Sources of law cases

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  • Created by: tialou
  • Created on: 12-05-16 20:48
Hunter v Canary Wharf 1995
Involved deciding if interference of TV reception ffrom the tower was an actionable nuisance. An example of original precedent.
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R v R 1991
Using reasoning from COA the HOL decided a man could be guilty of marital r***. This is an example of persuasive precedent.
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R v Gotts 1992
Using obiter dicta from R v Howe by HOL, it was held duress could not be a defence to murder. An example of binding precedent.
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London Street Tramways 1898
In this case HOL were held to be bound by all precedent in future.
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Comway v rimmer 1968
The first official use of the practice statement however it was only on a technical point.
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Addie v Dumbreck 1929
A child was killed playing on machinery after trespassing on land. It was held the land owner does not owe a duty of care to trespassers. An example of binding precedent.
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Herrington 1972
Similar case to Addie. The first official use of the practice statement to decide that land owners owe a duty of care to everyone. Also an example of binding precedent.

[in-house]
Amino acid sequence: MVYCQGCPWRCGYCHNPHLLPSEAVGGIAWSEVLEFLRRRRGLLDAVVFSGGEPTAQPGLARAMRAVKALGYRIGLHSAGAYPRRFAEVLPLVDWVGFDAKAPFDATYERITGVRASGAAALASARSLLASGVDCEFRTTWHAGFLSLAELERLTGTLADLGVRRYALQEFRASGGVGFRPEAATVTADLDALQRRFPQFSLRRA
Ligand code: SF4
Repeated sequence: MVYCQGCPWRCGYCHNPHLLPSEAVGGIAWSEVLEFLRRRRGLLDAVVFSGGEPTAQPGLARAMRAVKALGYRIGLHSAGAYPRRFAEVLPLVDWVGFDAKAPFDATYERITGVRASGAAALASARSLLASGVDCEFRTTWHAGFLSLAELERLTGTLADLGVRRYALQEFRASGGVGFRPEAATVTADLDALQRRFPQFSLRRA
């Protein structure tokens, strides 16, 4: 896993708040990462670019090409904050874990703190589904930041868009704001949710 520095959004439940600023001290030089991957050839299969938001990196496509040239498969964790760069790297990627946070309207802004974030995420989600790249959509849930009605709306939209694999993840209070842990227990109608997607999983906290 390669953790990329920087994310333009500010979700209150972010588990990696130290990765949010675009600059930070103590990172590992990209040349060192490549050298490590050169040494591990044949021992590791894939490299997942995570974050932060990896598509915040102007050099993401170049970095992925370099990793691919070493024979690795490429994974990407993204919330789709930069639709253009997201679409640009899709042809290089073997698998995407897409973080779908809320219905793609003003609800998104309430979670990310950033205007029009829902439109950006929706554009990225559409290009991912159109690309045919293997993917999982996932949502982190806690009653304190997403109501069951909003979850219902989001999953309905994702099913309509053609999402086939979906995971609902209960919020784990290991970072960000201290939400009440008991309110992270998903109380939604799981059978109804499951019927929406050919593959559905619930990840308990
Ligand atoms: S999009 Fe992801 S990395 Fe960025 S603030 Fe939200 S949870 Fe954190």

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Anderton v Ryan 1985
VCR case which held offenders could not be guilty of attempting the impossible.
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R v Shivpuri 1986
Veg drug case. Prectice statement used to depart from Anderton precedent and the offender could be guilty of attempting the impossible.
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Young v Bristol Aeroplane 1944
Case gave exceptions of when the COA didn't have to follow their previous precedent.
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Williams v Fawcett
COA refused to follow precedent as there was a misunderstanding in the county court of the rules for the procedure for committing to prison those who break court undertakings.
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R v Simpson
COA (criminal) overruled previous precedent on the basis that the law has been misinterpreted or misunderstood
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Balfour v Balfour 1919
Case could not proceed because there was no intention to create legal relations.
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Merritt v Merritt 1971
Distinguishing used from B v B as they were separated before the agreement was made.
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Pepper v Hart 1993
(Hansard case) An example of overruling as HOL overruled Davis v Johnson 1979.
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R v Home secretary Fire Brigades 1995
Changes by the home secretary to the Criminal Injuries Compensation scheme were held to be beyond his powers. An example of substantive ultra vires.
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Strickland v Hayes Borough Council 1896
Bylaw made prohibiting singing any obscene song or language in general. Held ultra vires as it covered public and private areas. An example of unreasonable ultra vires.
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Aylesbury Mushroom case 1972
Minister failed to consult the Mushroom Growers Association, going against the procedure in the enabling Act. This is an example of procedural ultra vires.
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Re Tachographs 1979
Court held that UK had to implement a council regulation on the use of mechanical recording equipment. This is an example of direct effect.
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B&Q case 1990
Welsh court referred case related to sunday working hours to ECJ. An example of a discretionary referral under Article 267 of TFEU.